When we interviewed Karen Russell about her debut novel Swamplandia!, we characterized her fiction as swamp gothic - equal parts adventure and macabre. But when Hollywood types got a hold of this story set in South Florida, they saw comedy.
HBO has picked up Swamplandia, a half-hour comedy series based on Russell's book. It's difficult to imagine how such a story -- a young girl being abandoned by her father and left to search for a delusional sister in the swamp with only a possible pedophile as an escort -- could inspire steady laughs.
But perhaps the series will magnify the book's theme of the strangeness
of being raised in Florida. We asked Russell, a Coral Gables High grad,
what she meant when she told the New Yorker she had "had a pretty short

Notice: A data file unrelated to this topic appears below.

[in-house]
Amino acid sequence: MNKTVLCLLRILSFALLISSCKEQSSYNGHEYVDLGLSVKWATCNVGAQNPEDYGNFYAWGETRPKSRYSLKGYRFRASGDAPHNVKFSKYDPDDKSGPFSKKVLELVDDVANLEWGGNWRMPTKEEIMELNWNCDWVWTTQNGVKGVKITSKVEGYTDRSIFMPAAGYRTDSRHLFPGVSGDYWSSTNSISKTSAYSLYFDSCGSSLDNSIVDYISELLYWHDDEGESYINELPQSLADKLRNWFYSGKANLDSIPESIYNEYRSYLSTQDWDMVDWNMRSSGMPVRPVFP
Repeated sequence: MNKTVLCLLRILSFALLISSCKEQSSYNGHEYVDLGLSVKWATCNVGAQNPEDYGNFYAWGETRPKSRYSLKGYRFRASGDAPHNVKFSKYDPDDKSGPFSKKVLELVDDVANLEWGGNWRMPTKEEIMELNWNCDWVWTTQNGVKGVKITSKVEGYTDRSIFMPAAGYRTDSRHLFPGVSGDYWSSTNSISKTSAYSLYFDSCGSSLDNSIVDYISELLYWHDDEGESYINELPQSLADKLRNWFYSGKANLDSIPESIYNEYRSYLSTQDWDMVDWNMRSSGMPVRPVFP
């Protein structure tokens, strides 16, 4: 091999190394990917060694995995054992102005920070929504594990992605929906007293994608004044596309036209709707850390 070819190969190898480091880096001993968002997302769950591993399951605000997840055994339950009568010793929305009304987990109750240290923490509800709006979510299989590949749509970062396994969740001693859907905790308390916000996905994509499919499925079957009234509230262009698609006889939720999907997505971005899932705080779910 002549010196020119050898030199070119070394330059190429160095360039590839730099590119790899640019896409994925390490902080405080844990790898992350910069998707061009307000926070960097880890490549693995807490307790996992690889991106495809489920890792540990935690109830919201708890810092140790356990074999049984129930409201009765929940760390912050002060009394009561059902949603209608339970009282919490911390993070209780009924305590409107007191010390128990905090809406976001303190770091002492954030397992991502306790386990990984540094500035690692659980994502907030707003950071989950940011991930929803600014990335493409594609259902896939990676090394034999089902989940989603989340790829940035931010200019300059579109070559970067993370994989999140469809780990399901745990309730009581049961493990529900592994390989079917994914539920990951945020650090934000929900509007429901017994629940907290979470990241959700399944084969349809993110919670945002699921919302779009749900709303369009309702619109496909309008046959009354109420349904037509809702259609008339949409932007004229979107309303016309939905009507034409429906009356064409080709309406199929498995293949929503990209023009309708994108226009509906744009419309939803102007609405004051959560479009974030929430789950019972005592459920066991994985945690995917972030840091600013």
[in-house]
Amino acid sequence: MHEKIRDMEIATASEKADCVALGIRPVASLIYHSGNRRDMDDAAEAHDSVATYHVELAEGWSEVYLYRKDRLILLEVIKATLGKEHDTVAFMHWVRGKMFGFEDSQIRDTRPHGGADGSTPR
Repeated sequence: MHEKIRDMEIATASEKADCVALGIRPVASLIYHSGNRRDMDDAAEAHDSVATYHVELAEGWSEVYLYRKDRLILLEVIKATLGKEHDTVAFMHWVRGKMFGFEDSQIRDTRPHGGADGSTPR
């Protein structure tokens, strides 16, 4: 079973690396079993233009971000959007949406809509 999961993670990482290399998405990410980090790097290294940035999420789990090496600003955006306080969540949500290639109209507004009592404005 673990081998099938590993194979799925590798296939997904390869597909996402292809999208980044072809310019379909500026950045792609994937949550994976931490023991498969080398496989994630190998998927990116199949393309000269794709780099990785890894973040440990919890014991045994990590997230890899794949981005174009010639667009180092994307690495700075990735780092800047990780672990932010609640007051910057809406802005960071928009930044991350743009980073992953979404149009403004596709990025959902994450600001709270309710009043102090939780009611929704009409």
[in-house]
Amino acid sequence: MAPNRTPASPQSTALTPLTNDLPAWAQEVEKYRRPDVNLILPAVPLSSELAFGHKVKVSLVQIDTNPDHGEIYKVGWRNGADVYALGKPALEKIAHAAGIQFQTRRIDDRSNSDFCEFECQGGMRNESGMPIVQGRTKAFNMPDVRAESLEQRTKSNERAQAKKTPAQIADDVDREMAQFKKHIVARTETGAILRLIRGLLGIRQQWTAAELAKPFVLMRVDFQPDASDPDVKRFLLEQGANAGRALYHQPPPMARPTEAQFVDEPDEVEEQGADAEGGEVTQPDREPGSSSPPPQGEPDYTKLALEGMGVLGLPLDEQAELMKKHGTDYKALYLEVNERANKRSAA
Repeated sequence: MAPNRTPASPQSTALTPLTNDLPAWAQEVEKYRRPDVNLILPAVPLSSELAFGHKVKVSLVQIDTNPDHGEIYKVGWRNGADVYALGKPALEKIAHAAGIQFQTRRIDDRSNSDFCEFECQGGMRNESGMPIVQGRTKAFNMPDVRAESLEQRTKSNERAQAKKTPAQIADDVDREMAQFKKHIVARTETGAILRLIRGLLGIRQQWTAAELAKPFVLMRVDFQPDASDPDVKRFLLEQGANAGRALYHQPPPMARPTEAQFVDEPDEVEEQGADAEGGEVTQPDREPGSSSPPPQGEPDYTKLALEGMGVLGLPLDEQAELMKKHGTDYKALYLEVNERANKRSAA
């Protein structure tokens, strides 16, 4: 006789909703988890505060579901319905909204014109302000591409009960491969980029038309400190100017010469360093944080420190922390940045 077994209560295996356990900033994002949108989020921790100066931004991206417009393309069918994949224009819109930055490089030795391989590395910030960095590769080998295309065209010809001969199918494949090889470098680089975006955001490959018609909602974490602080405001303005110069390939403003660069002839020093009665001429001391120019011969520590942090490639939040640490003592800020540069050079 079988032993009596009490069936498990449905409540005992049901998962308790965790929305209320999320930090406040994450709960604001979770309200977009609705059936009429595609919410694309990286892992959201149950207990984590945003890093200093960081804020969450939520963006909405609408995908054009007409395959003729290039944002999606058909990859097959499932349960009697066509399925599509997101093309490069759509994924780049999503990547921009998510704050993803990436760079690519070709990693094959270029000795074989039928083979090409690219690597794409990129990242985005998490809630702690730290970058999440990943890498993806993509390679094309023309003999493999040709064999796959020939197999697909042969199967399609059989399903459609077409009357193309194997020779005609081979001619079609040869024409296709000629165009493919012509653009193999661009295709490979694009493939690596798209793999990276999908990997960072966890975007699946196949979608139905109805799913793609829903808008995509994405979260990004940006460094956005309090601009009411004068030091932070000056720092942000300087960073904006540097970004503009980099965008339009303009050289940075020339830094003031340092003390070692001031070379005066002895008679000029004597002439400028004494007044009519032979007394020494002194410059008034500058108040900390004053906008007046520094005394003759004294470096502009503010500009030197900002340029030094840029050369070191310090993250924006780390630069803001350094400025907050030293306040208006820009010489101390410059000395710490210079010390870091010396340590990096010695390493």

commute to strangeness."
She said, "I really never thought about
[growing up in Miami] consciously until I ended up in the Midwest and
thought, 'I think that was weird what just happened. There was something
different about the way reality is ordered there.'"
We could see HBO's Swamplandia poised with the dark humor of Adaptation,
in which eccentric characters weave in and out of the alienating urban
world and the hallucinatory swamp.
The network is currently searching for a writer to adapt Russell's work
to the small screen. Scott Rudin, who worked on The Social Network
feature film, will produce. Rudin seems to have a thing for literary
fiction - he's also producing a Noah Baumbach adaption of Jonathan
Franzen's The Corrections. Thankfully, Russell will consult on the
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